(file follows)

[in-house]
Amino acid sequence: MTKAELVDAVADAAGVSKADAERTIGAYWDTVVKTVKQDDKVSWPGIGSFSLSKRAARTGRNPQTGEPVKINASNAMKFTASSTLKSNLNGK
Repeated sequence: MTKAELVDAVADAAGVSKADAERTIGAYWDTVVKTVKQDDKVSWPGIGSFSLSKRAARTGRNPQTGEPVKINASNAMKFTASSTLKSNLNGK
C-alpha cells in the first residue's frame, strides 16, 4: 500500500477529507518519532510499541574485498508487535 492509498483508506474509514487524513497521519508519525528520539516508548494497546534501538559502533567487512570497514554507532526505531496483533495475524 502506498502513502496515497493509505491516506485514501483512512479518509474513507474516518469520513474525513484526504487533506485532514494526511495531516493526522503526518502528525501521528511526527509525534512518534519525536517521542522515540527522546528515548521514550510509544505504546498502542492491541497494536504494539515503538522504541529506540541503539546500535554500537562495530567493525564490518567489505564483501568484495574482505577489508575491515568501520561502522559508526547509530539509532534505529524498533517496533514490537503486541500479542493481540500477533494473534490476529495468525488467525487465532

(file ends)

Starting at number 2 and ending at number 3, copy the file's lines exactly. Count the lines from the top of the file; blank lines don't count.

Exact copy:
Amino acid sequence: MTKAELVDAVADAAGVSKADAERTIGAYWDTVVKTVKQDDKVSWPGIGSFSLSKRAARTGRNPQTGEPVKINASNAMKFTASSTLKSNLNGK
Repeated sequence: MTKAELVDAVADAAGVSKADAERTIGAYWDTVVKTVKQDDKVSWPGIGSFSLSKRAARTGRNPQTGEPVKINASNAMKFTASSTLKSNLNGK